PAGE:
Sea Technology

FEB 2018

The industry's recognized authority for design, engineering and application of equipment and services in the global ocean community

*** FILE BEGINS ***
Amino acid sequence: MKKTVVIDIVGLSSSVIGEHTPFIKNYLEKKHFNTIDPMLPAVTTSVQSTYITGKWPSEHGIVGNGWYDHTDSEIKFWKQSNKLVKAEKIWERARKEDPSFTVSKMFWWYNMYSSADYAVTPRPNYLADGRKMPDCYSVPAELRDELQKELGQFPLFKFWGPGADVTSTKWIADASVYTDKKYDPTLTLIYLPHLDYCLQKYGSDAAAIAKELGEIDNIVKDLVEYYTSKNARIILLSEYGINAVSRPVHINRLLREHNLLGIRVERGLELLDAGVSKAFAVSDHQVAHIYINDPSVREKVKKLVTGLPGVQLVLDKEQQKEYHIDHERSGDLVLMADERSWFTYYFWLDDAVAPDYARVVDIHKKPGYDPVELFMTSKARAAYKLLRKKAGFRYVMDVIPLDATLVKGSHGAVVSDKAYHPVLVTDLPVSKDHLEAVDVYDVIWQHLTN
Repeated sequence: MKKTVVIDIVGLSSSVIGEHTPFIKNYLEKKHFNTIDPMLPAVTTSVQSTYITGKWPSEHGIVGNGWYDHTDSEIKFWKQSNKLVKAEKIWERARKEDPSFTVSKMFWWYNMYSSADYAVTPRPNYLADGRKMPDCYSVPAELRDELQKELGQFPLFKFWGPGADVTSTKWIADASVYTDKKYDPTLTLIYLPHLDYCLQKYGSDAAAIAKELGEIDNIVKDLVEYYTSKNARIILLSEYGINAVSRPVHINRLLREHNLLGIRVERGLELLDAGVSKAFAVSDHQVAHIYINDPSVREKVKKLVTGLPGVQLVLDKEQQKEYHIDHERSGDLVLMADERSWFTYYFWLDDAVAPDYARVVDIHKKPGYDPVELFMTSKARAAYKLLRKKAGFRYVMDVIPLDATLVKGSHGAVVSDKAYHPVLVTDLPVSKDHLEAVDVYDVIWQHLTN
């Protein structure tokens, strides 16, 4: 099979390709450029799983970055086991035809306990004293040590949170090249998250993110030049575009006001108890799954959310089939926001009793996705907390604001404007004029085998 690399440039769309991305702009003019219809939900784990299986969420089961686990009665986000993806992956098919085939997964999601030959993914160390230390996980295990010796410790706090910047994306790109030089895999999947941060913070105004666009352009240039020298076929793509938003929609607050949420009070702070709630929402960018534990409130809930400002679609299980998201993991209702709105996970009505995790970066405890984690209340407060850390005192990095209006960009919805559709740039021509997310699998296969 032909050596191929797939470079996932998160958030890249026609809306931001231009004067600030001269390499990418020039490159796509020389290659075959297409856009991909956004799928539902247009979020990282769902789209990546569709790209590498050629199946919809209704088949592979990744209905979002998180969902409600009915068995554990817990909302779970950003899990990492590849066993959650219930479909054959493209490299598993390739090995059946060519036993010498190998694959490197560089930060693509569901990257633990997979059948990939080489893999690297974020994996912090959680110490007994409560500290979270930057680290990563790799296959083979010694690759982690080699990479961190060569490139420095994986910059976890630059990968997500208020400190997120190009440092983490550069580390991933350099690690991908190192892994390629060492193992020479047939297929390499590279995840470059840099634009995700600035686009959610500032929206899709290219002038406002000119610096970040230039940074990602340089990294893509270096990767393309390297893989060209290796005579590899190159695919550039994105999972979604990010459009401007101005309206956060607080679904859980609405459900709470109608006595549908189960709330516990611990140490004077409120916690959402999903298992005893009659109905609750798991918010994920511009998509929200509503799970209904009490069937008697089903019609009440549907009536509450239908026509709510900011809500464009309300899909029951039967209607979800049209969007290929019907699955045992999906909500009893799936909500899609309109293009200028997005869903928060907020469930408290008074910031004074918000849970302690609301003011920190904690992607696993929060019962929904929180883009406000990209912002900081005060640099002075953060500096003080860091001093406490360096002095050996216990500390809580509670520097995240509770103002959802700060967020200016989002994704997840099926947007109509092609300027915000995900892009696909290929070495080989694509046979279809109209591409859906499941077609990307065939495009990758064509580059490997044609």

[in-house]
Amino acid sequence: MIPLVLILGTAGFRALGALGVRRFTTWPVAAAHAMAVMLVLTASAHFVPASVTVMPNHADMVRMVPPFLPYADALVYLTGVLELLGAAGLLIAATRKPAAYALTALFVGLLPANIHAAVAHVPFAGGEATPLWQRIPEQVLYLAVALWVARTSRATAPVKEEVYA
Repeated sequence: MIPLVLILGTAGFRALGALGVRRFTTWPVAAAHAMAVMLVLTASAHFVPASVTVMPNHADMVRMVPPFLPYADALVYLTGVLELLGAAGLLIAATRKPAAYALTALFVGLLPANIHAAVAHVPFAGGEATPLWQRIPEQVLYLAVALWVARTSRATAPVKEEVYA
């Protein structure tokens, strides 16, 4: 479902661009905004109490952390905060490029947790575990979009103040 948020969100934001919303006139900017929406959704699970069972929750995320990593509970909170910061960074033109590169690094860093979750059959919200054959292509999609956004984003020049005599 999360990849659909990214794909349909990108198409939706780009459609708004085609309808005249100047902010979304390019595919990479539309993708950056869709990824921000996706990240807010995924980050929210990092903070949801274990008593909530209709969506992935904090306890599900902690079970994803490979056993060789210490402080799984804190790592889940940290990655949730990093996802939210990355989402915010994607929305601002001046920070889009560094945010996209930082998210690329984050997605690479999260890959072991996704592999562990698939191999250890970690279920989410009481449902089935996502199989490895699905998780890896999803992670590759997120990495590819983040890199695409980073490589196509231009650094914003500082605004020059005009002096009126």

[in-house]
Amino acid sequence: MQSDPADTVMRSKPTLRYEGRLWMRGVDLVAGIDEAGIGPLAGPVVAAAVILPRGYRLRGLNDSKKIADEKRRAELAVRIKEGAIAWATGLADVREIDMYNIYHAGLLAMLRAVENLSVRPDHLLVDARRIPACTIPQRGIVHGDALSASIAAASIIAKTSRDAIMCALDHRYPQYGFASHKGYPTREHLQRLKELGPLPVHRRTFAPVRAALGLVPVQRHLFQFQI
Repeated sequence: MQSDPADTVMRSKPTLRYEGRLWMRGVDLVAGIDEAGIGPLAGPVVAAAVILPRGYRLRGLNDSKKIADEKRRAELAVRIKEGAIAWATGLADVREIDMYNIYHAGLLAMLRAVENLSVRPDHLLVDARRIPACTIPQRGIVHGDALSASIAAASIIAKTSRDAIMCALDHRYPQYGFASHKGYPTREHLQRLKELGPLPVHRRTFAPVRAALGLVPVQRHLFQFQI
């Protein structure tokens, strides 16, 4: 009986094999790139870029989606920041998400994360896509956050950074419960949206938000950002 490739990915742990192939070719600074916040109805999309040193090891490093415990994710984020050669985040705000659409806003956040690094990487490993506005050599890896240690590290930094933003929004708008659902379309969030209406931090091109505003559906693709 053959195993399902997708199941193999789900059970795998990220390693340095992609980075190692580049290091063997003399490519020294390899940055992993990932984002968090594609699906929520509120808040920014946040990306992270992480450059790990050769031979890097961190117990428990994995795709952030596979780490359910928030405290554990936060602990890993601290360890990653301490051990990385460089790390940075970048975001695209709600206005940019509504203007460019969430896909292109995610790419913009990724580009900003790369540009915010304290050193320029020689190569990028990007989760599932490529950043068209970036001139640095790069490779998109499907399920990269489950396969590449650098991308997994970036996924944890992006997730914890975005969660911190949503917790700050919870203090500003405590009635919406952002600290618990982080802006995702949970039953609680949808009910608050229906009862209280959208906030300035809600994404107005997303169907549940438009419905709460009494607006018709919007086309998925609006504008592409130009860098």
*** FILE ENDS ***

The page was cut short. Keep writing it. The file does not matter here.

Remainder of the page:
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12 ST | February 2018 are under the hydrographic domain for developing product specifica- tions such as S-101 ENC, S-102 ba- thymetry surface, S-103 subsurface navigation and so on; the S-201 to S-299 is the IALA domain for prod- ucts such as aids to navigation, inter-VTS exchange format and ap- plication-specific messages, among others. There are two other domains so far: S-301 to S-399 for the IOC and a "various" domain with an S-40x series for inland ENCs, ice information, weather overlay and other things that would be devel- oped as necessary. There is actually an initiative through the IMO-IHO Harmonization Group to harmo- nize S-100 with an IALA Universal Maritime Data Model (UMDM). The Role of GIS As we can see, GIS is an import- ant technology player in this new industrial revolution. It brings to- gether the science of where things are and where things should be for the maximum benefit of everyone. Important examples of its use are projects such as the NOAA Physical Oceanographic Real-Time System (PORTS),, that takes advantage of some of the concepts and technologies de- scribed above to build a system that provides situational awareness of the operating environment. The system gives environmental obser- vations of oceanographic and mete- orological conditions and decision support tools to users in more than 25 major U.S. ports for the benefit of maritime commerce and coastal resource management. Seaports are vital in the shipping industry; they represent the connec- tion with the mainland and a hub in the multimodal transportation network. The Port of Rotterdam is one of the few port organizations that understands the critical role that GIS plays in this new industrial revolution era and has implement- ed this technology in its broadest sense, enabling the port to grow not in physical extent but in efficiency. It has become one of the most ef- ficient and forward-thinking ports in the world. With approximately 30,000 seagoing and 110,000 in- land vessels a year, the port needed an efficient, up-to-date and reliable port map that is not only essential for vessels but for all parties in the port to conduct their business. Based on GIS, and taking advantage of tech- nological developments mentioned above, the Port of Rotterdam has es- tablished the new Portmap system, an interactive, complete, current and clear online map of the port, with detailed views of the termi- nals, jetties, dolphins, berths, water depths, etc. An example of the pub- lic view of the Portmap system can be seen at Another important initiative is the Ecological Marine Units (EMUs) project, a public-private partnership between Esri and the U.S. Geological Survey that uses ocean-based environmental data to create a three-dimensional map of the world's oceans (https://arcg. is/00WTXn). Under the Group on Earth Ob- servations, as part of the GEOSS Task EC-01-C1 (2014)/GI-14 GECO (2016), the EMUs are a standard- ized, robust and practical global ecosystems classification and map of the planet, where Esri is engaged in producing and hosting the con- tent. This initiative has put in prac- tice the marine SDI concepts to create an information product that is proving to be very useful for mon- itoring ocean health, ecosystems valuation, conservation planning, marine data management, fishing management, risk reduction and many other activities that directly and indirectly support coastal and port development, as well as Exclu- sive Economic Zone and Extended Continental Shelf resources man- agement. Perhaps one of the largest and most ambitious projects regarding SDI is the Esri Living Atlas of the World, https://livingatlas.arcgis. com, a collection of geographic in- formation from Esri and its partners that is a community-based effort of thousands of contributors sharing their best maps, apps and data with the rest of the world. Anybody can use and contribute to the Living At-

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